During the recent State of the Union Address, President Obama issued a new goal for America: “Let’s cut in half the energy wasted by our homes and businesses over the next 20 years.”
Looking at the options for saving electrical energy in US factories, industry experts say it’s important not only to look at a number of different technologies but also to adopt a new mindset. Premium efficiency electric motors, adjustable speed drives, and both permanent magnet and synchronous reluctance motors are all areas where energy-efficient motor technology is moving ahead. But the real focus should be to emphasize not only best-practices but also a “system versus component view” in targeting how to reduce energy consumption.
“When we look at the whole problem, we really want to look at the system,” John Malinowski, product marketing manager for ABB Baldor, told Design News. “We should be beyond component replacement at this point because it doesn’t do any good to put a 96 percent efficient motor on a 50 percent efficient pump, compressor, fan, or whatever.”
Motor system energy consumption often puts the emphasis on usage by pumps, fans, and compressors, but there are many additional energy saving opportunities that require more of a system view.
(Source: US Department of Energy)
Malinowski said the key is to look all aspects of industrial systems, and even factors as simple as mechanical power transmission. An older double reduction worm gearbox, for example, might be 50 percent to 60 percent efficient. If the gearbox with a 10 HP motor is providing a certain amount of torque to run a conveyor, switching to a helical or helical bevel gearbox that is 95 percent efficient means the 10 HP motor can be replaced with a 5 HP model and eliminate large inefficiencies due to mechanical losses.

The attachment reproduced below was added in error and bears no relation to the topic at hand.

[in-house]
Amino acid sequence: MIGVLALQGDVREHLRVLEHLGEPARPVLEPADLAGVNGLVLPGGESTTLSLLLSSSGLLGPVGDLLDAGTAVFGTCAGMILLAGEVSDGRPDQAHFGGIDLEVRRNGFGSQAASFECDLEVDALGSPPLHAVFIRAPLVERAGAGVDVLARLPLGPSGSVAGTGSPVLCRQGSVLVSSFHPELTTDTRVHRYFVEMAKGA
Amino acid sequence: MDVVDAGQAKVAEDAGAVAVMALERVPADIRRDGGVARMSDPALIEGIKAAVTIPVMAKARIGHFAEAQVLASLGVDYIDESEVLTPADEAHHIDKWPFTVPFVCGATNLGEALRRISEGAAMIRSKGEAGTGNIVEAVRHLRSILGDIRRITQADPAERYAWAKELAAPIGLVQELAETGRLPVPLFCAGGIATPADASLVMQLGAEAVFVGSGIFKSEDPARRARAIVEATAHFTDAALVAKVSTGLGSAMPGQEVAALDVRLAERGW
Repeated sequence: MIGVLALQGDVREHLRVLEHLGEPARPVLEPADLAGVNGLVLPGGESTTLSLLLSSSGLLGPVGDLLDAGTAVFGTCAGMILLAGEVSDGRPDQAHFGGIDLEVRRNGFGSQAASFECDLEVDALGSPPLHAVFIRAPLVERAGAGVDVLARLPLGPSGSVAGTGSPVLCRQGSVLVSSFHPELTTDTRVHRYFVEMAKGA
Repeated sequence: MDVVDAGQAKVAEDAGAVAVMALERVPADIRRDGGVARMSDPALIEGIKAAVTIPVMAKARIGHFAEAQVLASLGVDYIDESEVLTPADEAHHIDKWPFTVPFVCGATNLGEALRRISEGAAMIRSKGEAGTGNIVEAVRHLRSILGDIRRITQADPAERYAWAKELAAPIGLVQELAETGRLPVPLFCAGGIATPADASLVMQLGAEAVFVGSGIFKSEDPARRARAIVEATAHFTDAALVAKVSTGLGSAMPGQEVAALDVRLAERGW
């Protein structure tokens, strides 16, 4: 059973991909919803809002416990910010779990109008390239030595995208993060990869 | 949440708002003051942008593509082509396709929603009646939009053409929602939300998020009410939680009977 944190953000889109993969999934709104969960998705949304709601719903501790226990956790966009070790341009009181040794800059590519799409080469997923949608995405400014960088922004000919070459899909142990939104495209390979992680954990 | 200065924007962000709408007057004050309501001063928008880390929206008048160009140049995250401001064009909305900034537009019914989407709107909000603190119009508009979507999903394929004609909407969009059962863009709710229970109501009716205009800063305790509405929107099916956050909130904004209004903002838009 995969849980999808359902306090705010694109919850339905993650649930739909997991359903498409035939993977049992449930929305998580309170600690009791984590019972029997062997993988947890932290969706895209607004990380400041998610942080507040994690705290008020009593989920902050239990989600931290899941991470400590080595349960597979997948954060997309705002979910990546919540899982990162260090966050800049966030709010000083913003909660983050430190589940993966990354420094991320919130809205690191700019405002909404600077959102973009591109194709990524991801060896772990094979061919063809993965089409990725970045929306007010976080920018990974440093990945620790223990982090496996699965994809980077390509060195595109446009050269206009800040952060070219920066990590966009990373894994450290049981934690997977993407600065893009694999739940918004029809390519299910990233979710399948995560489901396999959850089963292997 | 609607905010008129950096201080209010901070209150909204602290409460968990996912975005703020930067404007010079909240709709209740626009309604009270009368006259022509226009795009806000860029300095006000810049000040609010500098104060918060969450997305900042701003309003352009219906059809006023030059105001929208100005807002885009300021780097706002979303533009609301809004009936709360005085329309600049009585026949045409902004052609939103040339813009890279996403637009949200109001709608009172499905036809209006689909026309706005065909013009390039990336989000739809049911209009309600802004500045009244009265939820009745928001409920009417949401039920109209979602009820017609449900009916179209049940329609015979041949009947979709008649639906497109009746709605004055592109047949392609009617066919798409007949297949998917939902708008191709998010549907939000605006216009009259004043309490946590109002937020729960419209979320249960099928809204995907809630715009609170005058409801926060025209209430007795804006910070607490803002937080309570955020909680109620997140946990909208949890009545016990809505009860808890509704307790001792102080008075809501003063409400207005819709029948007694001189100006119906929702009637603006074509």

Looking at the system is critical, even though we can look at all of the pump, fan, and variable torque applications that follow the Affinity Law where horsepower changes by the cube of the speed. That low-hanging fruit has been a primary target for a long time, but Malinowski said we still have companies that don’t understand those opportunities.
But even on a constant torque load conveyor if we use system efficiency at the guide, using an adjustable speed drive and the flow of product to work in harmony with other production processes can produce results. Engineers may not be able to track these results on the utility meter, but benchmarking kilowatt-hours per widget produced shows the savings. Servos use more energy than a regular motor because of the inrush current to move quickly, but products are moving between workstations more quickly, and more work is produced per hour.
“We need to develop a different mindset,” Malinowski told us. “That is the trend we see, so that when we look at systems we see anything inside the electrical meter. We have the power distribution transformer, the smart soft starter or drive, motors, and mechanical transmission. Using best-practices, we can raise efficiency and reduce power.”
Part of the problem given our current economy is the reluctance of companies to make “first cost” investments that take time to pay off versus life costs. Motor suppliers point to lifecycle costs of a motor of which only 2 percent is the initial purchase price, versus more than 97 percent for the electricity to operate the motor over its lifetime. The only way to change the electrical contribution is to use the motor less, use a smaller model, or use a more efficient solution.
Malinowski says that especially small and midsized plants still see the electrical bill as something they can’t manage, and view it as a fixed operating cost. While the mindset is changing, smaller companies have fewer resources to emphasize energy management and reduction.
The good news is that most utilities have pro-active programs to emphasize efficiency gains, along with EnergyStar and the US Department of Energy. The key is overcoming inertia especially in an economy where companies are emphasizing ways to create additional business.
Using best-practices, the DOE says industrial plants can save 11 percent to 18 percent on a plant’s electric bill (two-thirds of which is electric motor-driven systems, and in some industries it climbs as high as 90 percent). What company wouldn’t want to reduce that bill by 18 percent or more? The key is mobilizing resources and reaching out to local utilities, plus investigating rebates and incentives that reduce the cost of energy saving upgrades. A good place to start is the US Department of Energy website.